Do you ever notice that the things we’re all super weird about are all the things we all do but want to pretend we don’t? All those normal human things we cover up like they’re Pentagon secrets?
We are constantly relating to ourselves as weird or special, and we usually don’t mean “special” in a good way.
Needing to pee. Farting. Stomach grumbling. Pooping. Body hair, whether you’re losing it in one location where you wish it would stay, or whether it’s popping up in places you wish it wouldn’t. Gaining weight. Cellulite. Blemishes. The list goes on and on. It’s all the stuff you never see in the movies.
And that’s just the physical realm. There’s a vast array of mental/emotional/spiritual experiences we all pretend we don’t have going on, but of course we do. Feeling afraid. Feeling sad. Feeling mad. Feeling righteous and judgmental. Feeling inadequate. Feeling like an imposter (bonus points because we’ve made feeling like we’re inadequate wrong and then also made it wrong to have the obvious coping mechanism of feeling like we’ll be caught for being inadequate, too).
We have all this stuff going on under the surface all the time, but we paste a smile on our faces and feign perfection instead, which leaves us feeling artificial and misunderstood, which is exactly what we are actually being and creating.
And this game we all play creates a societal expectation that we all feel, do and be constantly perfect, which none of us can pull off at the best of times, let alone any other moment that isn’t the best of times.
When any of this stuff shows up, we react to it like we’re deathly allergic to whatever completely normal human experience we’re experiencing. We make it wrong: that pimple, those 10 pounds, that sadness or resentment, that doubt or fear.
It’s not enough we’re already experiencing something that is less than stellar on the available menu of human happenstance; we’ve got to add to the stress and distress by making the experience wrong and ourselves wrong for having it.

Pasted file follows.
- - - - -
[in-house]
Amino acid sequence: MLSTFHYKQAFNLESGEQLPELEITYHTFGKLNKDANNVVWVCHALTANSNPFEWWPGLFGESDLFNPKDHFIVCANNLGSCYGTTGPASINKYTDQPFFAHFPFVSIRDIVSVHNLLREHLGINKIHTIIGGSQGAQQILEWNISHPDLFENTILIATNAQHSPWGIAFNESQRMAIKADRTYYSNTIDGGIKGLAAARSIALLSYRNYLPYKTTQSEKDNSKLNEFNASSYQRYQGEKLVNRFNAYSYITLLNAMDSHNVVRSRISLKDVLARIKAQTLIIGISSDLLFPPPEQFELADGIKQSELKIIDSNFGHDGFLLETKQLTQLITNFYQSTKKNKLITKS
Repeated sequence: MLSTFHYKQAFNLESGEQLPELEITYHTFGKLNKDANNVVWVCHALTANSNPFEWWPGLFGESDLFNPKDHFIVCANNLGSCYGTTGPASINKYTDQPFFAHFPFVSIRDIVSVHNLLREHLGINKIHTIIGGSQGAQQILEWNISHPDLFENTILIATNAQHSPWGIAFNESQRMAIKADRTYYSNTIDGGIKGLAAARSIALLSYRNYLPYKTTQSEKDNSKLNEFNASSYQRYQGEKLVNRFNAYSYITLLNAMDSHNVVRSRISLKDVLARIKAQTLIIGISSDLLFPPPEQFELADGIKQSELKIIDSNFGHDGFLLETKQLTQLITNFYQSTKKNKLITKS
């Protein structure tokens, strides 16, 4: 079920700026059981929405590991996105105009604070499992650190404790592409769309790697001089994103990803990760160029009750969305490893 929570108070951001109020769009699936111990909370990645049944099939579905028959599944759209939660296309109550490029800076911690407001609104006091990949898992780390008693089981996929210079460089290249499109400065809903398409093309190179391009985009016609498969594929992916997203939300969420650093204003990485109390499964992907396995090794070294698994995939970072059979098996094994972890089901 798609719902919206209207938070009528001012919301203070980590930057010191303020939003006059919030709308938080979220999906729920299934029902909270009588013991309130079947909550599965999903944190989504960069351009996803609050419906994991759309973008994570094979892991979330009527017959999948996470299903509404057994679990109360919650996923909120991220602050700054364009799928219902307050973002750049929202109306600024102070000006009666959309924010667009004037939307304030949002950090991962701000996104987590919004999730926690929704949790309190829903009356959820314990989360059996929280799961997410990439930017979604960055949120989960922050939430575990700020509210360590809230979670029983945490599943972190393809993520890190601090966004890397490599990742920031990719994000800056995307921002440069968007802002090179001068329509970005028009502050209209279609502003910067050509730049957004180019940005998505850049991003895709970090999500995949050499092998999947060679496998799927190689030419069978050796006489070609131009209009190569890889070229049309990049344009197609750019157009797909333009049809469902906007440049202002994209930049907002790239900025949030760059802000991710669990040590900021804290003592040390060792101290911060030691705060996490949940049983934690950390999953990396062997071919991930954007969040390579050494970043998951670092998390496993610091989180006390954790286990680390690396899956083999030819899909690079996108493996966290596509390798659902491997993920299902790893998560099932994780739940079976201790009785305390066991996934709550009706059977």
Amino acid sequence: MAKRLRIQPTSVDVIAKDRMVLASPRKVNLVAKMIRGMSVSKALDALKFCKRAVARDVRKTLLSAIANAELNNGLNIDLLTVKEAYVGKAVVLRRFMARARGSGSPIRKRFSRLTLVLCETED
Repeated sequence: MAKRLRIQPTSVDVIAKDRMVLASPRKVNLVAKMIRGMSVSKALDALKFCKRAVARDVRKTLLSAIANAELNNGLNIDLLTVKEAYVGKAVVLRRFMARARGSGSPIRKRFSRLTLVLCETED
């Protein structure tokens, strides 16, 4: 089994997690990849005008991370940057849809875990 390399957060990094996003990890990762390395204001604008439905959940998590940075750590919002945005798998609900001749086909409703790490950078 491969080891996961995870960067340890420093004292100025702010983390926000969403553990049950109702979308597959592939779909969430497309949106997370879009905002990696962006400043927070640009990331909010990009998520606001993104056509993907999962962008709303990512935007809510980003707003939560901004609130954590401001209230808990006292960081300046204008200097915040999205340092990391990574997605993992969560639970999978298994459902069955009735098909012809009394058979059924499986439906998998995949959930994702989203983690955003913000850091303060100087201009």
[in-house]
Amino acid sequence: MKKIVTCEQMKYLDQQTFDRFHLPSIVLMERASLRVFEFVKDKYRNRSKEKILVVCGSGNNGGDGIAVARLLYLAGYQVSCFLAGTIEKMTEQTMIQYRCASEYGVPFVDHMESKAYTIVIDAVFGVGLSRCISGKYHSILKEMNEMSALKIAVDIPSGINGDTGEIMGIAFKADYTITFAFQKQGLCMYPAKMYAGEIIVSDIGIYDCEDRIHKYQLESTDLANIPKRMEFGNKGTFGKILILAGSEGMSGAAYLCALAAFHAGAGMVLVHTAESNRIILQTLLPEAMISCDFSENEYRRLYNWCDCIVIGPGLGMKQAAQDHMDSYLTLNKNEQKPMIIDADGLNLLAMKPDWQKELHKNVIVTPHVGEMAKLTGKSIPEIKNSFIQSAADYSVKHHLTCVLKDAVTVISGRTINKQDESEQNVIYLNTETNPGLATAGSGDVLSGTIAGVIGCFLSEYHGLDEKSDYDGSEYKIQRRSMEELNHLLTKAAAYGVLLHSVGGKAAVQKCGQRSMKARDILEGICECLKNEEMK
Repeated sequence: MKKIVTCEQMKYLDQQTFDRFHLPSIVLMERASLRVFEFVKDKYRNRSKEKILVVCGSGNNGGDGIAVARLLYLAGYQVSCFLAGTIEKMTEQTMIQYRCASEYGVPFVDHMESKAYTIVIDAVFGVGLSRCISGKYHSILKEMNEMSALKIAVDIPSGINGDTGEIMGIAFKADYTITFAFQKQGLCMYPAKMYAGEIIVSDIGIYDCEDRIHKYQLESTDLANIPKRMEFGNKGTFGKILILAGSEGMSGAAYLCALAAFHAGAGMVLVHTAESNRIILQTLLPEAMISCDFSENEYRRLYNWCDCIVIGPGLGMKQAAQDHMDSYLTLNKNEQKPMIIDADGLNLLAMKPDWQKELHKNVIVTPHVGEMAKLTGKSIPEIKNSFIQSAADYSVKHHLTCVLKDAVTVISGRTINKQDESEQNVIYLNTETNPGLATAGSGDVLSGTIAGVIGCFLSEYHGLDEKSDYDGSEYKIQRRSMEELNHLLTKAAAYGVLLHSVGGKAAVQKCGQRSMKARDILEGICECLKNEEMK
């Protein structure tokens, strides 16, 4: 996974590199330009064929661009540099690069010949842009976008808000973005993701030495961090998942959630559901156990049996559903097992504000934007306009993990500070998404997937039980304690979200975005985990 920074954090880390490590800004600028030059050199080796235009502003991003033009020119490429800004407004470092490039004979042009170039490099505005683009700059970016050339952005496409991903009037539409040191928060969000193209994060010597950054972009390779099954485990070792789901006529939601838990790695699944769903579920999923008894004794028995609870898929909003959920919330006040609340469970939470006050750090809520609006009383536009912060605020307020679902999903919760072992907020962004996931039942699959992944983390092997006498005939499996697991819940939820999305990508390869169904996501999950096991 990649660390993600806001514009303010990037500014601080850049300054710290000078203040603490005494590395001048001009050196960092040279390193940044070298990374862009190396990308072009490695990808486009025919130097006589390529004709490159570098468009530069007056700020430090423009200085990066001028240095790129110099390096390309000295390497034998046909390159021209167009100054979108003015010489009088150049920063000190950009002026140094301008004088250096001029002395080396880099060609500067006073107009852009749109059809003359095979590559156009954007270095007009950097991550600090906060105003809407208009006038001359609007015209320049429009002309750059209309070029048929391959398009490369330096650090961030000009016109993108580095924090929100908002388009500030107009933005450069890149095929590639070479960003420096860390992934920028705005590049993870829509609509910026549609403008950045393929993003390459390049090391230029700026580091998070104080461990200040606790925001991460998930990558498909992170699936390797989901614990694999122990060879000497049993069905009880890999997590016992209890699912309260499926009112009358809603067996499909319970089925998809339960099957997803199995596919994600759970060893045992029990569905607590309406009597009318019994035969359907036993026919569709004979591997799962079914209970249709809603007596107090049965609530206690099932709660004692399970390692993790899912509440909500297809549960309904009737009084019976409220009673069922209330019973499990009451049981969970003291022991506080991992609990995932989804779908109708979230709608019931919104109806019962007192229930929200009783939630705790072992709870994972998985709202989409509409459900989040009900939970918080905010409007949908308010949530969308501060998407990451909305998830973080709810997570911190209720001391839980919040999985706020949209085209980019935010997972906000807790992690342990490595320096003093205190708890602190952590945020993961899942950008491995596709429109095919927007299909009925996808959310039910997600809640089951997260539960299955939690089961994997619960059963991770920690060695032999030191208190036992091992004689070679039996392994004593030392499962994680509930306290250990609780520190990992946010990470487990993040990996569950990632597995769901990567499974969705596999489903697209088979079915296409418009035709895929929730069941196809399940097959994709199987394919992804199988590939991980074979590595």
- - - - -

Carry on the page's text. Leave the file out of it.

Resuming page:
Oof. It just seems a little unnecessary to make it harder to be a human when it’s already clearly hard enough.
You’ve got some fear because you’re trying to do something new? That makes sense.
You feel sad because you’re struggling to find and create a healthy relationship? That tracks.
You’ve got judgments on other people for the way they’re living their lives? Alright, cool. Me too.
None of this has to be meaningful unless we say so. But why are we saying so? I suspect it’s because if we can distract ourselves with judgments and worries that we’re abnormal, we’ll stop trying to do anything that is even narrowly outside of our comfort zones.
Our fear knows the best way to stop us from doing anything risky (and it views just about everything we might ever do as risky) is to get us all up in our heads, wondering if we’re normal or if how we feel means there’s something wrong with us.
Here’s the thing, though: you know all that suffering created by all those thoughts you have about how weird and wrong you are for what you’re feeling, thinking or doing? Yeah, all that suffering is optional. It’s not mandatory. Heck, it’s not even beneficial. It’s certainly not enjoyable.
So, if you like, you can keep on thinking it’s weird that you—a human—keep having all these human experiences, thoughts and feelings.
Or you can shrug your shoulders, practice saying, “Well, that makes sense,” about yourself and anyone else you encounter who is also having a human experience, and get on with whatever you were trying to do before you got sucked into the vortex of wondering if there is something wrong with you.
Life becomes a lot more enjoyable when you stop insisting that the most boring and common collectively negative experiences of being a human are what make you special.
Your soul is what makes you special, not your suffering.
You’re a spiritual being, having a human experience. And, in case you weren’t sure: you’re allowed to enjoy this.